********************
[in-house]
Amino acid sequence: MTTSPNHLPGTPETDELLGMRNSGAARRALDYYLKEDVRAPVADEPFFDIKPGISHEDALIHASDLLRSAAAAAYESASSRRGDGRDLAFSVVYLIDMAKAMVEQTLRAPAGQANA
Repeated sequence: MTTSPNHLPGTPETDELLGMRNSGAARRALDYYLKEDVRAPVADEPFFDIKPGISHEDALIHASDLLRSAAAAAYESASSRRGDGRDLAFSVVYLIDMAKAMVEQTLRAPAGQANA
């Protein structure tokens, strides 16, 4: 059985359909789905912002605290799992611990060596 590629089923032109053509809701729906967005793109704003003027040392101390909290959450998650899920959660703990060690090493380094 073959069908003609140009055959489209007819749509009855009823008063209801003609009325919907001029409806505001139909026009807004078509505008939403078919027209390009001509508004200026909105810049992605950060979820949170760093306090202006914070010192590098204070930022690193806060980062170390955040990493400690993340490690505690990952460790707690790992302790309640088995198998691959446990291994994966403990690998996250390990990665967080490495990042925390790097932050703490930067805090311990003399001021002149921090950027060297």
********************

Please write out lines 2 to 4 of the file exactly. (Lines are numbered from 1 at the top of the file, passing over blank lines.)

Amino acid sequence: MTTSPNHLPGTPETDELLGMRNSGAARRALDYYLKEDVRAPVADEPFFDIKPGISHEDALIHASDLLRSAAAAAYESASSRRGDGRDLAFSVVYLIDMAKAMVEQTLRAPAGQANA
Repeated sequence: MTTSPNHLPGTPETDELLGMRNSGAARRALDYYLKEDVRAPVADEPFFDIKPGISHEDALIHASDLLRSAAAAAYESASSRRGDGRDLAFSVVYLIDMAKAMVEQTLRAPAGQANA
């Protein structure tokens, strides 16, 4: 059985359909789905912002605290799992611990060596 590629089923032109053509809701729906967005793109704003003027040392101390909290959450998650899920959660703990060690090493380094 073959069908003609140009055959489209007819749509009855009823008063209801003609009325919907001029409806505001139909026009807004078509505008939403078919027209390009001509508004200026909105810049992605950060979820949170760093306090202006914070010192590098204070930022690193806060980062170390955040990493400690993340490690505690990952460790707690790992302790309640088995198998691959446990291994994966403990690998996250390990990665967080490495990042925390790097932050703490930067805090311990003399001021002149921090950027060297």